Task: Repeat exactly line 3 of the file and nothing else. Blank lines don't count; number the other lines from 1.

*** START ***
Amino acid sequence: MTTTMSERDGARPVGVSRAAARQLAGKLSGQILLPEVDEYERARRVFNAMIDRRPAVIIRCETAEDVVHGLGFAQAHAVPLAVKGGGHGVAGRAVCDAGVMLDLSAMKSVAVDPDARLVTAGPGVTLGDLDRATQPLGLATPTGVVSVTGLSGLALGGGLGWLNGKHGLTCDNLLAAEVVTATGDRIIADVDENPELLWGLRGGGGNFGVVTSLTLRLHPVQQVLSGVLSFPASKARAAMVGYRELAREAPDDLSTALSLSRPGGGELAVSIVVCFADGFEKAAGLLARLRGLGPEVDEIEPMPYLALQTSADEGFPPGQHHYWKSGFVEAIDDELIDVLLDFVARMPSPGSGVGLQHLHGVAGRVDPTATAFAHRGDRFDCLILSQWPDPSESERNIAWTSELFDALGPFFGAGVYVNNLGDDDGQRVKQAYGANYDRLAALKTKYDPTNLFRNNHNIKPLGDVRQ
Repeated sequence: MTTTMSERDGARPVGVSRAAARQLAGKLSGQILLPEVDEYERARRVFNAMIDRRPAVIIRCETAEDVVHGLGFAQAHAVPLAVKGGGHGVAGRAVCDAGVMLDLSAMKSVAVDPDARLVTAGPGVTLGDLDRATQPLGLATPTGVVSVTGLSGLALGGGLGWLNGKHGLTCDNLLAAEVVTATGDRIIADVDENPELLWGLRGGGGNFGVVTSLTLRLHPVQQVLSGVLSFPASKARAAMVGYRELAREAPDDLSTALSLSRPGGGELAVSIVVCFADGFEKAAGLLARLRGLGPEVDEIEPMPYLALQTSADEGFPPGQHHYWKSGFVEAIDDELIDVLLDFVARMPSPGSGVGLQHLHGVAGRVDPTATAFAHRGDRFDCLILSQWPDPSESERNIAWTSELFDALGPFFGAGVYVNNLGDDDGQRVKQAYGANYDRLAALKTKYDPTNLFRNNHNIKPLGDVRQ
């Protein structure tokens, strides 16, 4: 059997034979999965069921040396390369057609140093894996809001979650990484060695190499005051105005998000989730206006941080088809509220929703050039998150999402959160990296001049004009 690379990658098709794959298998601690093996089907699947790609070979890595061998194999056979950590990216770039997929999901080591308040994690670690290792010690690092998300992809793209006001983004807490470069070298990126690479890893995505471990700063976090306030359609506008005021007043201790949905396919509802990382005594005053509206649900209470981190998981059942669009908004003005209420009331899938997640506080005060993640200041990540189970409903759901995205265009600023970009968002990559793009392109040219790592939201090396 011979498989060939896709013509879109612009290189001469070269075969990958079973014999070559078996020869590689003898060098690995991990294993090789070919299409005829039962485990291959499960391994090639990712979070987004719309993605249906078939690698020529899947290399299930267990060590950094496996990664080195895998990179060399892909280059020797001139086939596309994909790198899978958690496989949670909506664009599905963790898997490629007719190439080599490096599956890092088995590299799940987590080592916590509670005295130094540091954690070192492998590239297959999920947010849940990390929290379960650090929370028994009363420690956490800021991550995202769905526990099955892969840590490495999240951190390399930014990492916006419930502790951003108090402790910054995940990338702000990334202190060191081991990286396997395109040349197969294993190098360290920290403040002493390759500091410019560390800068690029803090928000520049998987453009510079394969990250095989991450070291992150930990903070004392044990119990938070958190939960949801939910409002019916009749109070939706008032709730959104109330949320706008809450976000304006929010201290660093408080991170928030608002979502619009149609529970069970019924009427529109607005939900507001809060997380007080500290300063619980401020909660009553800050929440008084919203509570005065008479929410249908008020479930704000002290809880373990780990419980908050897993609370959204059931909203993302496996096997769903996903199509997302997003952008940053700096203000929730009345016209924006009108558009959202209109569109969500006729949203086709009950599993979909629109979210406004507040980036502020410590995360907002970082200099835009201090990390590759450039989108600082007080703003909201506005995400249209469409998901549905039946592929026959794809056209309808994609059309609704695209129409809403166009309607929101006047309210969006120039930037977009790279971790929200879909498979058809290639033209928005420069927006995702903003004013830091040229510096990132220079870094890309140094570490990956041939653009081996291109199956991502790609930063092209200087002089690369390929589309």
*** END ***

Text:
């Protein structure tokens, strides 16, 4: 059997034979999965069921040396390369057609140093894996809001979650990484060695190499005051105005998000989730206006941080088809509220929703050039998150999402959160990296001049004009 690379990658098709794959298998601690093996089907699947790609070979890595061998194999056979950590990216770039997929999901080591308040994690670690290792010690690092998300992809793209006001983004807490470069070298990126690479890893995505471990700063976090306030359609506008005021007043201790949905396919509802990382005594005053509206649900209470981190998981059942669009908004003005209420009331899938997640506080005060993640200041990540189970409903759901995205265009600023970009968002990559793009392109040219790592939201090396 011979498989060939896709013509879109612009290189001469070269075969990958079973014999070559078996020869590689003898060098690995991990294993090789070919299409005829039962485990291959499960391994090639990712979070987004719309993605249906078939690698020529899947290399299930267990060590950094496996990664080195895998990179060399892909280059020797001139086939596309994909790198899978958690496989949670909506664009599905963790898997490629007719190439080599490096599956890092088995590299799940987590080592916590509670005295130094540091954690070192492998590239297959999920947010849940990390929290379960650090929370028994009363420690956490800021991550995202769905526990099955892969840590490495999240951190390399930014990492916006419930502790951003108090402790910054995940990338702000990334202190060191081991990286396997395109040349197969294993190098360290920290403040002493390759500091410019560390800068690029803090928000520049998987453009510079394969990250095989991450070291992150930990903070004392044990119990938070958190939960949801939910409002019916009749109070939706008032709730959104109330949320706008809450976000304006929010201290660093408080991170928030608002979502619009149609529970069970019924009427529109607005939900507001809060997380007080500290300063619980401020909660009553800050929440008084919203509570005065008479929410249908008020479930704000002290809880373990780990419980908050897993609370959204059931909203993302496996096997769903996903199509997302997003952008940053700096203000929730009345016209924006009108558009959202209109569109969500006729949203086709009950599993979909629109979210406004507040980036502020410590995360907002970082200099835009201090990390590759450039989108600082007080703003909201506005995400249209469409998901549905039946592929026959794809056209309808994609059309609704695209129409809403166009309607929101006047309210969006120039930037977009790279971790929200879909498979058809290639033209928005420069927006995702903003004013830091040229510096990132220079870094890309140094570490990956041939653009081996291109199956991502790609930063092209200087002089690369390929589309």